St James: home of Top 100 SA Wines
I’ve just got back from the Cape, where I’ve been judging some of South Africa’s best wines for a competition called Top 100. To say that the event is controversial would be up there with the understatements of the last 12 months. When it was launched last year, Top 100 was greeted with a lawsuit and a snowstorm of negative publicity, most of it from local wine writers, but also from some winery owners.
Charges levied at the competition were that it was too expensive, too elitist, wouldn’t attract the right quality of entries, etc, etc. But it went ahead and achieved a measure of success. (I’m the chairman, so I should declare an interest, although I have no financial stake in the competition.)
The way Top 100 is run means that the judges don’t know who has entered what. We just pick what we think are the best century of wines. We, too, are in the vinous dark until the list is published in book form. We also don’t know the identities of the wines we reject, so we never see the complete list of participants.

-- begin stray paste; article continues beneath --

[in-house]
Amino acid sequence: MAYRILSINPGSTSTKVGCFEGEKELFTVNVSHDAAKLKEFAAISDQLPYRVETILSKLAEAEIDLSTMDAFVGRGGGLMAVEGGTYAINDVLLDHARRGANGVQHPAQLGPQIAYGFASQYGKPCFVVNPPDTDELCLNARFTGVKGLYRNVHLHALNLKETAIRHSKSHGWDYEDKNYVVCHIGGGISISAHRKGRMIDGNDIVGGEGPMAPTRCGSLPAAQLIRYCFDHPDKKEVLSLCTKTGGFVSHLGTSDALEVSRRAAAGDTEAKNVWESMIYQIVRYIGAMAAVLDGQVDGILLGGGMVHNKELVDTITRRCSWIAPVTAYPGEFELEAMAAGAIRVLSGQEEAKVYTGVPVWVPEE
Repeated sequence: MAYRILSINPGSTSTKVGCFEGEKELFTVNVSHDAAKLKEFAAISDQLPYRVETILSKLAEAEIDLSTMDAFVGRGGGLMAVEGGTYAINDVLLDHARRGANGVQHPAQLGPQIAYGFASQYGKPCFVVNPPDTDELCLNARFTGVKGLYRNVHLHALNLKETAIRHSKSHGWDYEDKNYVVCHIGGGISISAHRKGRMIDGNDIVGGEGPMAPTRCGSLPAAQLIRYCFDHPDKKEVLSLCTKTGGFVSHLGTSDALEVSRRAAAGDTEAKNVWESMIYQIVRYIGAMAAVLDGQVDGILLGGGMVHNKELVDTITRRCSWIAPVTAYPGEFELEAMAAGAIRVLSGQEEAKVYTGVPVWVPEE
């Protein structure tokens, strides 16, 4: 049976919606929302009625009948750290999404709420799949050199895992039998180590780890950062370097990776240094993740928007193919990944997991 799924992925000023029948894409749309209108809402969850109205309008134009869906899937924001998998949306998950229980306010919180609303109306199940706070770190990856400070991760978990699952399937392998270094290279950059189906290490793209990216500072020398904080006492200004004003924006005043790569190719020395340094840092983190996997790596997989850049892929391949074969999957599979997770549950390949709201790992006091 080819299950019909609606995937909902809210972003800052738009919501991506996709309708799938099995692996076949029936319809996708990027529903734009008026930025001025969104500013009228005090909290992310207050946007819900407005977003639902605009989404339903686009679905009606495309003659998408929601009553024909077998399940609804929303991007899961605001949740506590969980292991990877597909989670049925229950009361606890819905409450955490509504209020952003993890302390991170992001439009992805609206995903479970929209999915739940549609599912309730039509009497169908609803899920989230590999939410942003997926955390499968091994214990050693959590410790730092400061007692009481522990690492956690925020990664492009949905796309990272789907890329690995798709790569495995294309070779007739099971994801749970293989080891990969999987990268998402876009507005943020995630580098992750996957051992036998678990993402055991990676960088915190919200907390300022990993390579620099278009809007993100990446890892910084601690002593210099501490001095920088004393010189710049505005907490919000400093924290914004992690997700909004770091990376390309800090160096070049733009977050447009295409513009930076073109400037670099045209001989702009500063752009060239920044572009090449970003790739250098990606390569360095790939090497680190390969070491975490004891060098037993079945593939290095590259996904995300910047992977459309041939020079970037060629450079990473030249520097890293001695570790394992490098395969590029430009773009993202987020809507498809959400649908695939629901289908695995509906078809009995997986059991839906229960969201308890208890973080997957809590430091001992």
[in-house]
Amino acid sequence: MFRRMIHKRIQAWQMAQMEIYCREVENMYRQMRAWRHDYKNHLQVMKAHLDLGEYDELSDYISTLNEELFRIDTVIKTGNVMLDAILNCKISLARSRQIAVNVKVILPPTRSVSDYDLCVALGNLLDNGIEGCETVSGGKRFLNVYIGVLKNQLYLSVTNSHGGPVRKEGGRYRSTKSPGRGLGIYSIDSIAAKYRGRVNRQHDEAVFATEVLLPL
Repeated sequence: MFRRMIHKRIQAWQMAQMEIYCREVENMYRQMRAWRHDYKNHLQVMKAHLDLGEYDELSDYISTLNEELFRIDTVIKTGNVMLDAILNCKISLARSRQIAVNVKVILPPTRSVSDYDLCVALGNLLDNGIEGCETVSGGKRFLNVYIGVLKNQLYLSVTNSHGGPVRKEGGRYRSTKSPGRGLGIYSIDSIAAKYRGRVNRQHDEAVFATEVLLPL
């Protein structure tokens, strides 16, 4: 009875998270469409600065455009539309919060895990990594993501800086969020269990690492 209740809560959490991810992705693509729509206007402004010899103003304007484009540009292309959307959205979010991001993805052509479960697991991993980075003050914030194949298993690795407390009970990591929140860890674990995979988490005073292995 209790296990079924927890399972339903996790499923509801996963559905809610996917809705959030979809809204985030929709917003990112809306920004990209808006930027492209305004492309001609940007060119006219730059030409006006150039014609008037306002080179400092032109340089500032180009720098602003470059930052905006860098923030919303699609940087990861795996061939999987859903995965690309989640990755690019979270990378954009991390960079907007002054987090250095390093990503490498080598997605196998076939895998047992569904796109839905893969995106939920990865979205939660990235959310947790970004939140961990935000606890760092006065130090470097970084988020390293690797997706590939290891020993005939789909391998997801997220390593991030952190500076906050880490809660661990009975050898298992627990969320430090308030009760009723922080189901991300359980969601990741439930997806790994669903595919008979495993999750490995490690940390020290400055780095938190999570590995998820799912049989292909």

Top 100 was attacked last year (and again this) because it is not a definitive list of the Cape’s best wines. Several leading producers, such as Sadie Family and Boekenhoutskloof, never play the competition game, but it’s true that others choose not to enter, for now at least. I hope that as Top 100 becomes more established they will.
For all that, there was no shortage of impressive names on the roster last year. Any list that includes Klein Constantia, Le Riche, Rustenberg, Cederberg, Glenelly, Tokara, Cape Point, Anwilka, Steenberg, Hermanuspietersfontein, De Krans, Paul Cluver, Jordan, Hamilton Russell, Bouchard-Finlayson, De Morgenzon, Diemersdal, Raats and Teddy Hall isn’t doing too badly. Yes, it’s a top 100, but I’m not sure that the Top 100 exists. Some wines that are rated highly in South Africa fail to impress international judges.
Like all the other judges, not to mention the producers who entered (and some who didn’t), I’m intrigued to see the list later this month. I’m not breaking any confidences by telling you that the stand out categories were the Chenin Blancs, Syrahs, Bordeaux blends and Cabernet Sauvignons, but there were some cracking wines in almost every style.
Top 100 won’t please everyone, but it’s an honest attempt to select and promote a line-up of some the Cape’s best wines.